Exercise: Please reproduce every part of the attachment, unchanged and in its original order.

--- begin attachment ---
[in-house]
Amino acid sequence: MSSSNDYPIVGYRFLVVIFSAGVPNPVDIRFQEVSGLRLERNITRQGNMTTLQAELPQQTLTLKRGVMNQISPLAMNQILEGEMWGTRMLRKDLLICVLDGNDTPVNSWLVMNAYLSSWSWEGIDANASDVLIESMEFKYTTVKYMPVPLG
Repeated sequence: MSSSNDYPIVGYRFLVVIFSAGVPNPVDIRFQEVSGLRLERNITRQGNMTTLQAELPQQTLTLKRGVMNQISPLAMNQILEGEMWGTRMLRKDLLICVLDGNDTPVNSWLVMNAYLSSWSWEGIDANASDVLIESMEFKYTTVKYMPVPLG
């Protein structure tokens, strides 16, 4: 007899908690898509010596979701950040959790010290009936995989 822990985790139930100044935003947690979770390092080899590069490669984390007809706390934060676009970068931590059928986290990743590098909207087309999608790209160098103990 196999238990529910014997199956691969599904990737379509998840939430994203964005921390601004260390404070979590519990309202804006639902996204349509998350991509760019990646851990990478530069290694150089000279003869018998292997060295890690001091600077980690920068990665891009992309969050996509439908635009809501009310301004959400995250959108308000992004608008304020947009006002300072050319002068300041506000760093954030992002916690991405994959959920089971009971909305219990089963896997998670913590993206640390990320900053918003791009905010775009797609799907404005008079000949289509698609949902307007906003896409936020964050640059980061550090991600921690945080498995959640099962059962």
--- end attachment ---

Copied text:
[in-house]
Amino acid sequence: MSSSNDYPIVGYRFLVVIFSAGVPNPVDIRFQEVSGLRLERNITRQGNMTTLQAELPQQTLTLKRGVMNQISPLAMNQILEGEMWGTRMLRKDLLICVLDGNDTPVNSWLVMNAYLSSWSWEGIDANASDVLIESMEFKYTTVKYMPVPLG
Repeated sequence: MSSSNDYPIVGYRFLVVIFSAGVPNPVDIRFQEVSGLRLERNITRQGNMTTLQAELPQQTLTLKRGVMNQISPLAMNQILEGEMWGTRMLRKDLLICVLDGNDTPVNSWLVMNAYLSSWSWEGIDANASDVLIESMEFKYTTVKYMPVPLG
């Protein structure tokens, strides 16, 4: 007899908690898509010596979701950040959790010290009936995989 822990985790139930100044935003947690979770390092080899590069490669984390007809706390934060676009970068931590059928986290990743590098909207087309999608790209160098103990 196999238990529910014997199956691969599904990737379509998840939430994203964005921390601004260390404070979590519990309202804006639902996204349509998350991509760019990646851990990478530069290694150089000279003869018998292997060295890690001091600077980690920068990665891009992309969050996509439908635009809501009310301004959400995250959108308000992004608008304020947009006002300072050319002068300041506000760093954030992002916690991405994959959920089971009971909305219990089963896997998670913590993206640390990320900053918003791009905010775009797609799907404005008079000949289509698609949902307007906003896409936020964050640059980061550090991600921690945080498995959640099962059962």